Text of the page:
info: carolinarain.org.

Series gathered ‘radical’ voices

On May 25, the Freedom Center for Social Justice hosted its second Liberating Theologies Speaker Series. Featured speakers were Rev. Dr. John Boopalan, Rev. Dr. Keri L. Day and Rev. Dr. Pamela Lightsey, as well as Emerging Theologians, Rev. Lacette Cross and Rev. Brandon Wrencher. Bishop Tonyia Rawls said, “It was an honor for us to gather with our community in a shared commitment to disrupting harmful narratives that keep people oppressed.”
info: fcsj.org.

Miss Spain honored

The Latino Commission on AIDS honored Miss Spain 2018, Angela Ponce, the first openly transgender Miss Universe contestant, with the 2019 Ilka Award at its annual Cielo Gala on June 7 in New York. “I am deeply humbled and honored to be recognized at this year’s Cielo Gala,” said Ponce. “I’d like to add my passion and commitment to join the Commission’s mission to Design a World without AIDS and give voice and visibility to all people, no matter who they are.”
info: cielolatino.org.

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‘Kinky Boots’ hits movie theaters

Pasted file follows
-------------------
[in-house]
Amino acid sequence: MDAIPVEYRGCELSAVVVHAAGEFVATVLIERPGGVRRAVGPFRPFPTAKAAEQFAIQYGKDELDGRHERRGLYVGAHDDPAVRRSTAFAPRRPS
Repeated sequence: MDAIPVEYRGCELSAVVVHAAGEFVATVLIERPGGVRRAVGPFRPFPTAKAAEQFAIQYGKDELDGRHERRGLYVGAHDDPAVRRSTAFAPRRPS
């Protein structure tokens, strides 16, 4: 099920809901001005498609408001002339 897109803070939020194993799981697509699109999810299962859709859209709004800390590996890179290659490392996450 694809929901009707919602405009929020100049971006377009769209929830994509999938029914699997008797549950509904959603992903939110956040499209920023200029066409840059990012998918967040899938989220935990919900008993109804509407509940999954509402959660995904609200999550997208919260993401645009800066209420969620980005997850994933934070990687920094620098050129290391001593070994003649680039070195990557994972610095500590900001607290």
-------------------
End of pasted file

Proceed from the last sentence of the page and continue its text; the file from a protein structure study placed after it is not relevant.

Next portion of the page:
“Kinky Boots,” the Tony, Grammy and Olivier Award-winning musical from Cyndi Lauper and playwright Harvey Fierstein, arrives in movie theaters nationwide June 25 and 29 only. In addition to the full production, audiences will enjoy an exclusive behind-the-scenes look at the story of “Kinky Boots” and never-before-seen footage from the record-breaking Broadway run, which closed in April after more than six years and 2,500 performances. Tickets for “Kinky Boots the Musical” are available online at and participating theater box offices.
info: fathomevents.com.

Graham bashes ‘Arthur’

The Charlotte Observer reported that evangelist Franklin Graham asked his nearly two million Twitter followers to challenge federal funding for PBS over the network’s “Arthur” cartoon character came out and got married. Graham said that the storyline was promoting “the LGBTQ agenda.”
info: charlotteobserver.com.

Military servicemembers honored

This past Memorial Day, The OUT Foundation and the Modern Military Association of America teamed up to celebrate U.S. servicemembers (both those who had passed and those who were living) that have made an impact in the LGBTQ community.
info: theoutfoundation.org. modernmilitary.org.

Symposium launched in S.C.